Carroll County commissioners doling out $1.89M in COVID-19 relief funds, pledge $500K for restaurants, businesses

The Carroll County commissioners voted to devote nearly $1.9 million in federal coronavirus relief funding to various government partners, with the bulk to benefit fire companies and municipalities. Local businesses and restaurants can also expect more support.

Carroll County received $14.6 million in coronavirus relief funding from the federal government earlier this year in response to the COVID-19 pandemic. These funds must be spent by Dec. 30 and can only be used for costs related to COVID-19.


In the first round of distribution, the commissioners agreed to help support fire companies that lost revenue they normally would have gained from fundraisers. The county’s coronavirus relief funding plan first allocated about $934,000 to fire companies through Carroll County Volunteer Emergency Services Association (CCVESA).

This time around, the companies through CCVESA are requesting just under $1.5 million, county administrator Roberta Windham said Thursday. The funding will assist fire companies with lost revenue and go toward expenses fundraising would have covered, such as bills and rent.


Various municipalities requested about $386,000 in total. County government spokesperson Chris Winebrenner provided a breakdown of the requests. Westminster will receive $230,000 for administrative leave, sick leave, unemployment, personal protective equipment and to set up a second public works office. Taneytown gets about $14,550 to purchase technology for commissions and boards to meet remotely. Sykesville will receive $35,000 to allow for virtual meeting capacity within the town hall. Manchester will spend $50,000 on ultraviolet lighting units for disinfecting surfaces. Hampstead asked for $40,260 for law enforcement hazard pay, a video camera in the meeting room and air purifiers. New Windsor requested $16,240 for tablets/technology for virtual meetings and cameras for monitoring the town hall. Union Bridge and Mount Airy did not request funding.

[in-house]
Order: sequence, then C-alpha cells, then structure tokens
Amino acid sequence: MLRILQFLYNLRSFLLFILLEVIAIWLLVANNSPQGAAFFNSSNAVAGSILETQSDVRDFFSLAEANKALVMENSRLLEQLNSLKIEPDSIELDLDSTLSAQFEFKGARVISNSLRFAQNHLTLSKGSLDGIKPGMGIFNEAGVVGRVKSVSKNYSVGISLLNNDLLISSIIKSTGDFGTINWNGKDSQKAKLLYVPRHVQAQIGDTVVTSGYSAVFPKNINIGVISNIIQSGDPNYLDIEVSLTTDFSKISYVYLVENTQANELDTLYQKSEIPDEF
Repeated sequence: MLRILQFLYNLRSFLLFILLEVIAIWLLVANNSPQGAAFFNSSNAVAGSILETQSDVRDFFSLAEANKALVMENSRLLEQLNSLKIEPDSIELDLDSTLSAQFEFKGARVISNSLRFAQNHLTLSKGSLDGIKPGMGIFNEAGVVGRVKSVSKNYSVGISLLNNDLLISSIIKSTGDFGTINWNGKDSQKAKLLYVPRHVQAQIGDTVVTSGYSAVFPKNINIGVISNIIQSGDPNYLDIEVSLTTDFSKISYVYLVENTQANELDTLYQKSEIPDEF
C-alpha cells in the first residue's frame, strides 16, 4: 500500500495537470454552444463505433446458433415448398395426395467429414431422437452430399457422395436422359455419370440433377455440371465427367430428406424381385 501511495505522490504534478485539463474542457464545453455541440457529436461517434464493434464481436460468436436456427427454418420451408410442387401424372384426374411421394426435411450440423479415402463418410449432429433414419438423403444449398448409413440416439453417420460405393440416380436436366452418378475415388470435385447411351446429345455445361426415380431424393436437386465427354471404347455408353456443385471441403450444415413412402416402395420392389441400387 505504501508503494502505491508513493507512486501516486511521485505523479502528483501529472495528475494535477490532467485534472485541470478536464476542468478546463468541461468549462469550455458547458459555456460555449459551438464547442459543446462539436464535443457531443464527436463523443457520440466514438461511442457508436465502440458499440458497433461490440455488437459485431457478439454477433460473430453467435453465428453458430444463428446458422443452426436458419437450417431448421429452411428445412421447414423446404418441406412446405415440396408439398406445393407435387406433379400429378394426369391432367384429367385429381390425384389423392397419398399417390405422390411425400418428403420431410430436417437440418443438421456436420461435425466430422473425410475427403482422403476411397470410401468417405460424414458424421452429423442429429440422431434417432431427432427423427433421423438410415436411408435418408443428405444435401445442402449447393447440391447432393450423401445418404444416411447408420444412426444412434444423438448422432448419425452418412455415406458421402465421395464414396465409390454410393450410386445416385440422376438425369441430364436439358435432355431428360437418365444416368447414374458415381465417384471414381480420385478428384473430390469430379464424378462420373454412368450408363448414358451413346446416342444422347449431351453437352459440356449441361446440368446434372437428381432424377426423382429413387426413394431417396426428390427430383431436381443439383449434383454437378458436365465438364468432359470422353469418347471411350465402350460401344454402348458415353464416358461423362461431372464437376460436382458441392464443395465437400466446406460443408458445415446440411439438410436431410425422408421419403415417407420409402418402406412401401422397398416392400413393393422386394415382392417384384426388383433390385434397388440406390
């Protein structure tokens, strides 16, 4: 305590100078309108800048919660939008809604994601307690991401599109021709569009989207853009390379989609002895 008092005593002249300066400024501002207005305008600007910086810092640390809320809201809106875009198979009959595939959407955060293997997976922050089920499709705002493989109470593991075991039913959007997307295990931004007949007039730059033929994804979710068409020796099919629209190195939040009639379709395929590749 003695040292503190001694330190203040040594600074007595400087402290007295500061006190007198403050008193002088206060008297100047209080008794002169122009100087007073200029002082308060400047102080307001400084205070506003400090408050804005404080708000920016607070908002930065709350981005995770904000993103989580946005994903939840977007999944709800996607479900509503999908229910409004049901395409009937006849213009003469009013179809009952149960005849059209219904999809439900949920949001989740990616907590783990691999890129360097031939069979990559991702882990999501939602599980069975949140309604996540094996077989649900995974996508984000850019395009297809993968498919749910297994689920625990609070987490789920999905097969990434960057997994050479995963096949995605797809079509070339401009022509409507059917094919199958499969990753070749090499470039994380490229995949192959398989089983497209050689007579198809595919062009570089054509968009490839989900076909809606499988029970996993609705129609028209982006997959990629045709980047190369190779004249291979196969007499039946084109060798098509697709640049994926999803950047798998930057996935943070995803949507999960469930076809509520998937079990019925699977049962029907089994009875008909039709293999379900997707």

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Carroll County Public Library plans to use about $8,560 for personal protective equipment, cleaning supplies and bags for book pickups. The Humane Society of Carroll County asked for $651 for Plexiglass barriers for reopening.

By granting this distribution, the county is left with about $600,000 in coronavirus relief funding. The commissioners plan to expend $500,000 of that to support a local shopping and dining initiative, the details of which are expected to be released next week.

Commissioner Ed Rothstein, R-District 5, broached the idea of using the remaining money to help restaurants prepare for dining outdoors in colder weather. The other commissioners quickly jumped on board.

“This industry’s going to take a huge hit, and we know that," said Commissioner Stephen Wantz, R-District 1.

The idea was expanded to supporting businesses to encourage residents to shop and dine locally, as the COVID-19 pandemic drags on. Jack Lyburn, director of economic development, told the commissioners the Carroll Rebound program — which was funded by the federal relief funding — already distributed about $686,000 to restaurants.

Lyburn pledged to work out the details and come to the commissioners the following week with a fleshed-out proposal to meet their vision.

Gov. Larry Hogan on Thursday announced he will provide $250 million more in financial relief for businesses struggling due to COVID-19 by drawing from the state’s Rainy Day Fund, The Baltimore Sun reported. Of that, $100 million will support an emergency rapid response fund for small businesses.